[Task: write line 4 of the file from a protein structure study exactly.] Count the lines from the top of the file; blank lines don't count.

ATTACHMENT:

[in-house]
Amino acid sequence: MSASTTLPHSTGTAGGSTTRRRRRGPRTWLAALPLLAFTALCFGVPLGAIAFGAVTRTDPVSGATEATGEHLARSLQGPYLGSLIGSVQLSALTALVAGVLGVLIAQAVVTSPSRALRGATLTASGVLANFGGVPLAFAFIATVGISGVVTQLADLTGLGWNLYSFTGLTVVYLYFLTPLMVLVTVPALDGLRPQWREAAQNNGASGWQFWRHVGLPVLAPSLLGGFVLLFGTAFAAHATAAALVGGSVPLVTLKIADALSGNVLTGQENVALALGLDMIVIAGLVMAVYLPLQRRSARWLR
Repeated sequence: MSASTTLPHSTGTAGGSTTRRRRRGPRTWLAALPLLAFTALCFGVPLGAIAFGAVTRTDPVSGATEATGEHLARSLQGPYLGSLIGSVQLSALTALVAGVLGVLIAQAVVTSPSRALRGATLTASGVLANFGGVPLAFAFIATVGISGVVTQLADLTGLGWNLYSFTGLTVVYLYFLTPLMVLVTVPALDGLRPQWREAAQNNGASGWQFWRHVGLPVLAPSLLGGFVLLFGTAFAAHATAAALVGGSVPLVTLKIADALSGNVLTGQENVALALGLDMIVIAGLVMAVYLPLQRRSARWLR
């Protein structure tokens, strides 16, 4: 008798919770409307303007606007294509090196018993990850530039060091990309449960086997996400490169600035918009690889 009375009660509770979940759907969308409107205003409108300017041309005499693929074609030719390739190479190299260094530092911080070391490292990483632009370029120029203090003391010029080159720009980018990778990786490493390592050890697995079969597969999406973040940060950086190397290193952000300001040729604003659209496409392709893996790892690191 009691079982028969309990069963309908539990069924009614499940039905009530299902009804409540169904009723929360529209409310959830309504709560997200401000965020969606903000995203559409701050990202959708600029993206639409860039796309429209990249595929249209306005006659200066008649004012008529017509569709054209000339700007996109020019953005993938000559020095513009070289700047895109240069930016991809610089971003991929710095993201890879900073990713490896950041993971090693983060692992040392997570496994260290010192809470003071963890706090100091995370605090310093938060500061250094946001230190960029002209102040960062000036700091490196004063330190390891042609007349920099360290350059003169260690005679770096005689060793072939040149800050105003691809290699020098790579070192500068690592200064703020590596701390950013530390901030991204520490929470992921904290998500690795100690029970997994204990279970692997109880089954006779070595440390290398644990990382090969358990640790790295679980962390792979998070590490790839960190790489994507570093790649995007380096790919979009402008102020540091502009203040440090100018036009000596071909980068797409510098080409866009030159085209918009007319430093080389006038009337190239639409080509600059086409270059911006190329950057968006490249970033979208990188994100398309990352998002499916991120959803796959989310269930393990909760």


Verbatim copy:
């Protein structure tokens, strides 16, 4: 008798919770409307303007606007294509090196018993990850530039060091990309449960086997996400490169600035918009690889 009375009660509770979940759907969308409107205003409108300017041309005499693929074609030719390739190479190299260094530092911080070391490292990483632009370029120029203090003391010029080159720009980018990778990786490493390592050890697995079969597969999406973040940060950086190397290193952000300001040729604003659209496409392709893996790892690191 009691079982028969309990069963309908539990069924009614499940039905009530299902009804409540169904009723929360529209409310959830309504709560997200401000965020969606903000995203559409701050990202959708600029993206639409860039796309429209990249595929249209306005006659200066008649004012008529017509569709054209000339700007996109020019953005993938000559020095513009070289700047895109240069930016991809610089971003991929710095993201890879900073990713490896950041993971090693983060692992040392997570496994260290010192809470003071963890706090100091995370605090310093938060500061250094946001230190960029002209102040960062000036700091490196004063330190390891042609007349920099360290350059003169260690005679770096005689060793072939040149800050105003691809290699020098790579070192500068690592200064703020590596701390950013530390901030991204520490929470992921904290998500690795100690029970997994204990279970692997109880089954006779070595440390290398644990990382090969358990640790790295679980962390792979998070590490790839960190790489994507570093790649995007380096790919979009402008102020540091502009203040440090100018036009000596071909980068797409510098080409866009030159085209918009007319430093080389006038009337190239639409080509600059086409270059911006190329950057968006490249970033979208990188994100398309990352998002499916991120959803796959989310269930393990909760």